Personal logo Patrick R Supporting Member of TMP16 May 2018 2:57 a.m. PST

If the Germans proved anything to the annals of military art, it was that an armored spearhead could defeat dug-in defenses, even if the bulk of the army was still foot-bound.

Except when they didn't, the Maginot Line, Tobruk, El Alamein, Monte Cassino, Stalingrad, Kursk, Abbeville etc.

Panzers (and tanks in general) usually work best when they find the gap in the line where they can pour through without getting tied down to assault enemy lines. An enemy who knows what they are doing and has the means the hold the line remained a serious problem in WWII, especially when mobility as a tool of victory was being denied.

Now when it comes to the GI, it's clear that they were probably among the best fighting troops of WWII. Not because individual soldiers were exceptionally good, but because the US army deployed so many means relative to each individual soldier the comparison with other troops is simply ludicrous.

German infantry relied mostly on two weapons, the MG and the grenade. Everything else was mostly window-dressing. Support came from more MG's one a superbly designed tripod mount that could lay down some serious firepower. The rest was mostly mortars and infantry guns. The majority rarely saw a truck let alone a tank to support them and they were almost never used by them other than some fortuitous accidental turn of circumstances. Higher echelon artillery was available, but doesn't really relate to infantry on their scale.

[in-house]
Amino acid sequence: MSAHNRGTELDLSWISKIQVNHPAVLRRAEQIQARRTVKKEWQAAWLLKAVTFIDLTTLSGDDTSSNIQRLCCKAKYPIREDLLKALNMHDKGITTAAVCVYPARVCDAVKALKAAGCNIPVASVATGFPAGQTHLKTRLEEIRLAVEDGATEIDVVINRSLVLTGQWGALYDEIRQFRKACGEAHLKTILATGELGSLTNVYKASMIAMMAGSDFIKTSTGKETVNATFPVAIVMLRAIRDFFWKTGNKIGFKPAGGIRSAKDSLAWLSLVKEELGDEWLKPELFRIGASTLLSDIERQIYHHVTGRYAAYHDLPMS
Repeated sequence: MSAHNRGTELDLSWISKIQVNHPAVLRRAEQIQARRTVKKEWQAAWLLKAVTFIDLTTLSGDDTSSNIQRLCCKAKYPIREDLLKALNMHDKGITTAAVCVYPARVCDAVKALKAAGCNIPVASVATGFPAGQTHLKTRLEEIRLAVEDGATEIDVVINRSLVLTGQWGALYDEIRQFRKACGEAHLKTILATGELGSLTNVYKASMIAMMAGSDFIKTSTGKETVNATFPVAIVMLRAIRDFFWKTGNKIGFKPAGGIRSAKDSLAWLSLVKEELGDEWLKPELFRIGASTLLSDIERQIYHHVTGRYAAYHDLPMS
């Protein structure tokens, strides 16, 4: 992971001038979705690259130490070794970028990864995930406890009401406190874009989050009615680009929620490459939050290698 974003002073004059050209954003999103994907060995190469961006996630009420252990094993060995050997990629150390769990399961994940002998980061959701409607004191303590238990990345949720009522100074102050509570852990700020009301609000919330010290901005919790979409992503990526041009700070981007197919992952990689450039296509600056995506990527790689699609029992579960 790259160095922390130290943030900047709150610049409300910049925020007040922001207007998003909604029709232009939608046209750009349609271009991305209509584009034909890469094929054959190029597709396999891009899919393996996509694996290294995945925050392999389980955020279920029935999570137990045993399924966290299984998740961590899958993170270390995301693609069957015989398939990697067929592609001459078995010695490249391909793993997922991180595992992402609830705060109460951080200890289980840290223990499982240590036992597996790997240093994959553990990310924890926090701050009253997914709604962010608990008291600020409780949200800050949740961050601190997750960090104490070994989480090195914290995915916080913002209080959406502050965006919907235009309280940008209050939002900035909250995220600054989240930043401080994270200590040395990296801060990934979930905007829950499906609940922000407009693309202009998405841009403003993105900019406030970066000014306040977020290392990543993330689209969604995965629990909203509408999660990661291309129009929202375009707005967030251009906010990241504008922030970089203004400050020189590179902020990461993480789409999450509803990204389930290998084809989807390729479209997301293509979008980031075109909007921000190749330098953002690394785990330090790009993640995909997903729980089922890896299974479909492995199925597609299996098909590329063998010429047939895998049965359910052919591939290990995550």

The US infantryman relied mainly on massed rifle fire and radios, supported by Automatic Rifles and MG's and mortars providing direct support. They may not have had the firepower of the German MG, but a company of infantry blasting away was nothing to sneeze at. Trucks and jeeps were relatively common, so marching was less of an issue. The radio was vital in that, thanks to the handie-talkie and walkie talkie, SCR 536 and SCR 300 respectively, were issued on a vast scale, even a lowly lieutenant now had control over extra artillery assets other armies could only dream of. To give a low ranking officer access to artillery would have shocked the French of 1940, who believed "dur comme fer" that control over artillery should perpetually remain the domain of the higher ranks. "To give up total control over the artillery," said one observer. "It to surrender victory to the enemy."

US Tanks were not unusual, even in infantry divisions, they may not always be available, but unlike the Germans, to which tanks may have been as common as rainbow farting unicorn cavalry, there was this notion that if they got into trouble, tanks might eventually come round to give them a push in the back.